medwireNews: The sodium-glucose cotransporter (SGLT)1/2 inhibitor licogliflozin has reduced liver enzyme levels in people with nonalcoholic steatohepatitis (NASH) in a phase 2 trial published in Nature Medicine.
During 12 weeks of treatment, the highest dose of licogliflozin used – 150 mg/day – resulted in an average 32% reduction in serum alanine aminotransferase (ALT) versus placebo. The absolute reductions were 30.41 versus 8.77 U/L, and there were also significant reductions with the SGLT1/2 inhibitor in aspartate aminotransferase and gamma-glutamyl transferase.
In addition, the average liver fat reduction, of 38.7%, was significantly greater than that achieved with placebo, despite this being an “unusually robust” 21%, report Stephen Harrison (Pinnacle Clinical Research, San Antonio, Texas, USA) and study co-authors.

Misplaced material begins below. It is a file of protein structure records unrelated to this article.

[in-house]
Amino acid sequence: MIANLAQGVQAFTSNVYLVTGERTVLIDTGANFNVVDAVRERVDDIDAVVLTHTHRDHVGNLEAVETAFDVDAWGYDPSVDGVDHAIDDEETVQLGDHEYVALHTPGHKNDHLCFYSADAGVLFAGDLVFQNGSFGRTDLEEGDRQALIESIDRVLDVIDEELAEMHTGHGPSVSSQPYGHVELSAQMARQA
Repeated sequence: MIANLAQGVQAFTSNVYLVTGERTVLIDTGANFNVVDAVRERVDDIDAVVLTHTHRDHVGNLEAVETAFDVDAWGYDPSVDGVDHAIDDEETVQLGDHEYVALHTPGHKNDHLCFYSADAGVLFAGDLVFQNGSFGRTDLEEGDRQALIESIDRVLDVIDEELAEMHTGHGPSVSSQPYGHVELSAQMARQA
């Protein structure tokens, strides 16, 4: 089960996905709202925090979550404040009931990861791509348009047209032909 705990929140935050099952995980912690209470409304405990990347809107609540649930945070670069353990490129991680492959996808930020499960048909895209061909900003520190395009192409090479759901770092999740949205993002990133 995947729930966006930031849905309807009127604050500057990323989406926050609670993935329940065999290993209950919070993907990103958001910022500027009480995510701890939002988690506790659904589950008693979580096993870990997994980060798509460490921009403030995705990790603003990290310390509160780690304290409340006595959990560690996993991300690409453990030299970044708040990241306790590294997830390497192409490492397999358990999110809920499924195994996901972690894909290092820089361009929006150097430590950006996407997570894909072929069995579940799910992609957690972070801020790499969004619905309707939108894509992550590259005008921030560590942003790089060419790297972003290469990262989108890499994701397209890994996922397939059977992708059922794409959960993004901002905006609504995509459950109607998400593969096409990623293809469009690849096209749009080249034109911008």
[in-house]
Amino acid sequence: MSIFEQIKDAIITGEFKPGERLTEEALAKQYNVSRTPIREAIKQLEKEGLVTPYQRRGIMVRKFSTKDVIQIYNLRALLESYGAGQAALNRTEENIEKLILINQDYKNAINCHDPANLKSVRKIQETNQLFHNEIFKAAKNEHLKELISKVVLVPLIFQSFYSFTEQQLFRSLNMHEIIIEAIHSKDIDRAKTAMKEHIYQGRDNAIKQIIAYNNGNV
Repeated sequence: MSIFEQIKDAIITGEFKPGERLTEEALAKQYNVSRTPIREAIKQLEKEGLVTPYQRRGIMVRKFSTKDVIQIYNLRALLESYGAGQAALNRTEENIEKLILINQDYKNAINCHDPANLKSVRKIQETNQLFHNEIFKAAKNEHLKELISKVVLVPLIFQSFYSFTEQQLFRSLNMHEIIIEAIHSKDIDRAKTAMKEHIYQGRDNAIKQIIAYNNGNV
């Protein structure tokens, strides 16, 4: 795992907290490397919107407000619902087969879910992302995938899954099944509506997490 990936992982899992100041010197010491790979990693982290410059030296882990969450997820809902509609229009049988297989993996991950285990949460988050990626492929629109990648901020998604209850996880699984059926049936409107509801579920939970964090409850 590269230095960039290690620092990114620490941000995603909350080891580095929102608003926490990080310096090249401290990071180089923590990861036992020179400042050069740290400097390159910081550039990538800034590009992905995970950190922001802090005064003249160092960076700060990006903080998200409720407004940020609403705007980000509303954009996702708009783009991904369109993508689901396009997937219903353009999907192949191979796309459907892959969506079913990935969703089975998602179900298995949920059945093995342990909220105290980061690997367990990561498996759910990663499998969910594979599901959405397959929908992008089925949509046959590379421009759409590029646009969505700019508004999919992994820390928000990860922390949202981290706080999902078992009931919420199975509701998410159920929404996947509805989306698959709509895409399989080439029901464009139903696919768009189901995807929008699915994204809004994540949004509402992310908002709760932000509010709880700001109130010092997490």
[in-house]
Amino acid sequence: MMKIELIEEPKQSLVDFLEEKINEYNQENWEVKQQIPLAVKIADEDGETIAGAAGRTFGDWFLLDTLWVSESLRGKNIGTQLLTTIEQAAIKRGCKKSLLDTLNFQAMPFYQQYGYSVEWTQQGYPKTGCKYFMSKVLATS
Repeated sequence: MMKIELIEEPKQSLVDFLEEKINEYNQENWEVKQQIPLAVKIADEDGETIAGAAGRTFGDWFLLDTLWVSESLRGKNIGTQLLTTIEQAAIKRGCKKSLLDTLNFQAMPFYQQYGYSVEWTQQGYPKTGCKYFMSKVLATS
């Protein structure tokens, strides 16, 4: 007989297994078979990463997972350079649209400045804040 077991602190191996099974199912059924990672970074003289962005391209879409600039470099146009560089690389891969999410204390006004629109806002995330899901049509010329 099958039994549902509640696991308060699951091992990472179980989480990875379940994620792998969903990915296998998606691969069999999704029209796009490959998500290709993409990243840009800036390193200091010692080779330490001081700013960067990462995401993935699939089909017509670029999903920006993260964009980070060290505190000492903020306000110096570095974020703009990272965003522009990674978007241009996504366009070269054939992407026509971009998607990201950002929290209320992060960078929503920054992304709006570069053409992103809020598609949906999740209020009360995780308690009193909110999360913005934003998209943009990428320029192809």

The 107 study participants were approximately 50 years of age, just over half were women, and about 20% had type 2 diabetes.
The most frequent adverse event was diarrhea, reported in 76.7% of the licogliflozin 150 mg group versus 42.9% of the placebo group. The researchers attribute the increased rate with licogliflozin to “SGLT1 inhibition within the gut,” and observe that just one person discontinued treatment because of diarrhea.
“Expanded clinical trials of licogliflozin alone, and in combination with drugs that have different mechanisms of action, are warranted to further determine the therapeutic potential of licogliflozin as a new therapeutic option for the treatment of patients with NASH,” the team concludes.
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